Res Antiquitatis. Journal of Ancient History continues to incentive and to publish research works on Antiquity and its reception. The publication of quality articles, the internationalization of Portuguese research and the creation of opportunities to divulge the work of senior and young researchers are still its priorities. Volume nº 1 had a very significant diffusion and received excellent reactions and compliments from Portuguese and foreign researchers. This stimulates us to proceed with this project and our effort of placing this journal among internationally recognized reference periodicals.
In the present volume, nº 2, in the Studies’ section, there are two research areas that deserve to be mentioned: the first one is Egypt, which received special attention and is object of various studies comprised in a very wide chronological range. The second is dedicated to the reception of Antiquity, that was object of some of the communications presented at an international conference organized by CHAM at Fundação Oriente (Lisbon, 9th-10th of March 2009) entitled «Percepções do Oriente e da antiguidade na Europa da Época Moderna» («Perceptions of the Orient and Antiquity in Modern Age Europe») The Short Notes’ section is integrally dedicated to archaeological studies centered mainly in the area of the Halabiya-Zalabiya gorge. Many of its authors whether coordinate or participate on archaeological missions in this region and adjacent areas. Res Antiquitatis intends to become a forum where syntheses about the works taking place in these archaeological sites can be published annually, respecting some geographical coherence though not excluding other incoming contributions. In this issue we would like to highlight the presence of a short note about the Middle Euphrates signed by the participants of the IVe rencontre syro-franco-ibérique d’archéologie et d’histoire ancienne duProche-Orient which took place at Madrid in 2009. This note’s intention is to propose a proper definition of the concept of Middle Euphrates, which has been subject of certain ambiguities in historiography.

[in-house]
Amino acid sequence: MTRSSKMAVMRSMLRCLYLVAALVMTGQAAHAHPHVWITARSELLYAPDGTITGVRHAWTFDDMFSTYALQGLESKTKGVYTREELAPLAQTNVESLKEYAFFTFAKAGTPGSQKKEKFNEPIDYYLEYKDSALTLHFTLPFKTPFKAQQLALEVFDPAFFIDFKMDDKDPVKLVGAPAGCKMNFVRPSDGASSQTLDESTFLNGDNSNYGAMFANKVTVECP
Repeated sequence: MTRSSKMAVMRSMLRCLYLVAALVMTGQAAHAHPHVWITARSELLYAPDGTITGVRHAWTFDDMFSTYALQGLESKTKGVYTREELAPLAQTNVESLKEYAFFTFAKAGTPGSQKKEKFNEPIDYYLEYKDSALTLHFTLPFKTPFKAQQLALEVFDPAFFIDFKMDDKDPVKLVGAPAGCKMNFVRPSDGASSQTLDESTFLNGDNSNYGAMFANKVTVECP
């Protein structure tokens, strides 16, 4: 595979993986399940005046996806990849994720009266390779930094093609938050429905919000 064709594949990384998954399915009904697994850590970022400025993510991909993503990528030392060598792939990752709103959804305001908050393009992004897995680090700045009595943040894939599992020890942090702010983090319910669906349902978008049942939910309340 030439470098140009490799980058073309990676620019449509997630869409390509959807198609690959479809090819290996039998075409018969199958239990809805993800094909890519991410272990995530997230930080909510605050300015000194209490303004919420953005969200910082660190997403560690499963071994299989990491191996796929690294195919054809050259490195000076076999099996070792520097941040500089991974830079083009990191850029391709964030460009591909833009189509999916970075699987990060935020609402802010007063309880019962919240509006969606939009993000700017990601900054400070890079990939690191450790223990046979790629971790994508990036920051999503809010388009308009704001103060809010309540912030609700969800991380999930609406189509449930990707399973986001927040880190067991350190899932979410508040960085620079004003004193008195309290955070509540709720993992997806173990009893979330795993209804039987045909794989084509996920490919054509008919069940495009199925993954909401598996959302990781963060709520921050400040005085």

One of the most relevant texts in this volume of Res Antiquitatis is the interview made to Jean-Claude Margueron, the great archaeologist who excavated in Syria for decades: he directed for 25 years the archaeological mission of Mari, the ancient city on the Euphrates. This interview was made at Murcia (Spain) in March 2011, seizing the opportunity opened by his participation in the cycle of conferences concerning the exhibition Torre de Babel. Historia y Mito, which took place in the Museo Arqueológico de Murcia. This is a great interview that results in an impressive testimony of his intellectual life and of his intense archeological activity.
The very positive impact of this journal’s first volume, that we hope to achieve continually, makes us believe that this project has a future.
Table of Contents with abstracts available for download